\v 7 The \nd Lord\nd* appeared to Abram and said, “To your descendants I will give this land.” There Abram built an altar to the \nd Lord\nd* who had appeared to him.
\v 8 From there he moved on to the hill at the east of Bethel and pitched his tent with Bethel on the west and Ai on the east, and there too he built an altar to the \nd Lord\nd* and prayed to him.
\rem Students
\v 9 Abram moved on, going from place to place toward the Nagreb.
\v 10 There was a famine in the land, so Abram went down to Egypt to live there; because the famine was severe in the land.
\v 11 As he was about to enter Egypt, he said to Sarai his wife, “You are a beautiful woman;
\v 12 so that when the Egyptians see you, they will say, ‘She is his wife’; and they will kill me, but let you live.
\v 13 Say you are my sister, so that everything may go well for me because of you and my life will be spared.”
\v 14 W hen Abram arrived in Egypt, the Egyptians saw that Serai was very beautiful.
\v 15 The officials of Pharaoh, when they saw her, praised her to Pharaoh, and she was taken into Pharaoh's household.
\v 16 He treated Abram well for her sake. He had sheep, and oxen and donkeys, and male and female slaves, and she-donkeys, and camels.
\v 17 But the \nd Lord\nd* sent great plagues to Pharaoh and his household because of Sarai, Abram's wife.
\v 18 Pharaoh called Abram and said, “What is this that you have done to me? Why did you not tell me that she was your wife?
\v 19 Why did you say, ‘She is my sister,’ so that I took her to be my wife? Here she is, take her and go.”
\v 20 Pharaoh gave his men orders to send him on his way with his wife and all his possessions.
\c 13
\rem Childrens
\v 1 So Abram and his wife and all his possessions left Egypt and went to the Negreb and Lot went with him.
\v 2 Abram was now very rich in cattle, in silver, and in gold.
\v 3 He journeyed on from the Negreb in stages towards Bethel, to the place where he had earlier pitched his tent between Bethel and Ai
\v 4 and had set up the alter to worship the \nd Lord\nd*.
\v 5 Lot, who went with Abram, also had so many flocks and herds and tents
\v 6 that the land was not fertile enough to support them both. They had too many animals to live in the same place.
\v 7 At that time, the Canaanites and Perizzites were living in the land. So when there was a quarrel between Lot's herdsmen and Abram's herdsmen,
\v 8 Abram said to Lot, “There should be no quarrels between me and you, or between my herdsmen and yours, because we are relatives.
\v 9 Is not the whole land before you? Let's separate. If you go to the left, then I will go to the right; or if you go to the right, then I will go to the left.”
\v 10 Then Lot looked about and saw that all the plain of the Jordan, as far as Zoar, was well watered everywhere, like a garden of the \nd Lord\nd*. (This was before the Lord destroyed Sodom and Gomorrah.)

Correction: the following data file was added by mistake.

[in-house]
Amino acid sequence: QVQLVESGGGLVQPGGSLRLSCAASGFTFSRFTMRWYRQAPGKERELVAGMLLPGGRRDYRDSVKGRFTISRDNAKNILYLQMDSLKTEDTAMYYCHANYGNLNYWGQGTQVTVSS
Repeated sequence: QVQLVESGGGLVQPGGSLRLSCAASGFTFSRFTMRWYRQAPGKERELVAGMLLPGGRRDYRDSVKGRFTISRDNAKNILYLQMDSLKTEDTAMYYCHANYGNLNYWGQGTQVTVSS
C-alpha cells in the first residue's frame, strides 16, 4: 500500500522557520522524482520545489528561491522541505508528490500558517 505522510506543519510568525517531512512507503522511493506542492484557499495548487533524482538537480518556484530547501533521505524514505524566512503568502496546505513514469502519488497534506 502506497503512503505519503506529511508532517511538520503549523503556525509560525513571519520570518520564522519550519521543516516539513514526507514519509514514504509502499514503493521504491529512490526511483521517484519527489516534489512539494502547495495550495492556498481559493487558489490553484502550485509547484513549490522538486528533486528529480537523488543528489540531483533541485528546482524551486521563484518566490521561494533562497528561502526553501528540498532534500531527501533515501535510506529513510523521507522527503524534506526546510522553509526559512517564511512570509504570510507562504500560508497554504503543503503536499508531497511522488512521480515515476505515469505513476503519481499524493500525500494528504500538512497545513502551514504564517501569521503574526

\v 11 So Lot chose for himself all the valley of the Jordan and went on to the east; and they separated from one another.
\v 12 Abram lived in the land of Canaan and Lot lived in the cities of the plain and moved his tent as far as Sodom.
\v 13 (But the men of Sodom were very wicked and sinned against the \nd Lord\nd*.)
\v 14 The \nd Lord\nd* said to Abram, after Lot had gone away from him, “Lift up your eyes and look from the place where you are northward, southward, eastward and westward,
\v 15 for all the land that you see I will give to you and to your descendants forever.
\v 16 I will make your descendants as many as the dust of the earth, so that if someone could count the dust of the earth, then your descendants could also be counted.
\v 17 Rise, walk through the length and breadth of the land, for I will give it to you.”
\v 18 Then Abraham moved his tent and lived in the oak grove of Mamre, which is in Hebron, and built there an altar to the \nd Lord\nd*.
\c 14
\s Victory over the Four Eastern Kings
\rem Students
\v 1 I n the days of Amraphel king of Shinar, Arioch king of Ellasar, Chedorlaomer king of Elam, and Tidal king of Goiim,
\v 2 they went to war with Bera king of Sodom, and with Birsha king of Gomorrah, Shinab king of Admah, and Shemeber king of Zeboiim, and the king of Bela (that is, Zoar).
\v 3 All these joined forces together in the valley of Siddim (that is, the Dead Sea).
\v 4 For twelve years they had been subject to Chedorlaonier, but in the thirteenth year they had rebelled.
\v 5 So in the fourteenth year Chedorlaonier, and the kings that were with him, came and defeated the Rephaim in Ashteroth-Karnaim, the Zuzim in Ham, the Emim in Shaveh-Kiriathaim,
\v 6 and the Horites in their hill country of Seir, to El-Paran, which is on the edge of the wilderness.
\v 7 Then they returned and came to En-Mishpat (that is, Kadesh), and laid waste all the country of the Amalekites, and also the Amorites, who lived in Hazazon-Tamar.
\v 8 So the king of Sodom went out together with the king of Gomorrah, the king of Admah, the king of Zeboiim, and the king of Bela (that is, Zoar); and they set themselves in battle array against them in the valley of Siddim;
\v 9 against Chedorlaomer king of Elam, Tidal king of Goiim, Amraphel king of Shinar, and Arioch king of Ellasar; four kings against the five.
\v 10 Now the valley of Siddim is full of bitumen pits; so when the kings of Sodom and Gomorrah fled, they fell into them, but those who remained fled to the mountain.
\v 11 Then they took all the goods of Sodom and Gomorrah, and all their provisions and went their way.
\v 12 They also took Lot, Abram's brother's son, who was living in Sodom, and his goods and departed.
\v 13 But one who had escaped came and told Abram the Hebrew. Now he was living by the oaks of Mamre the Amorite, brother of Eshcol, and brother of Aner, and these were supporters of Abram.
\v 14 When Abram heard that his kinsman had been taken captive, he led forth his trained men, born in his house, three hundred and eighteen, and pursued as far as Dan.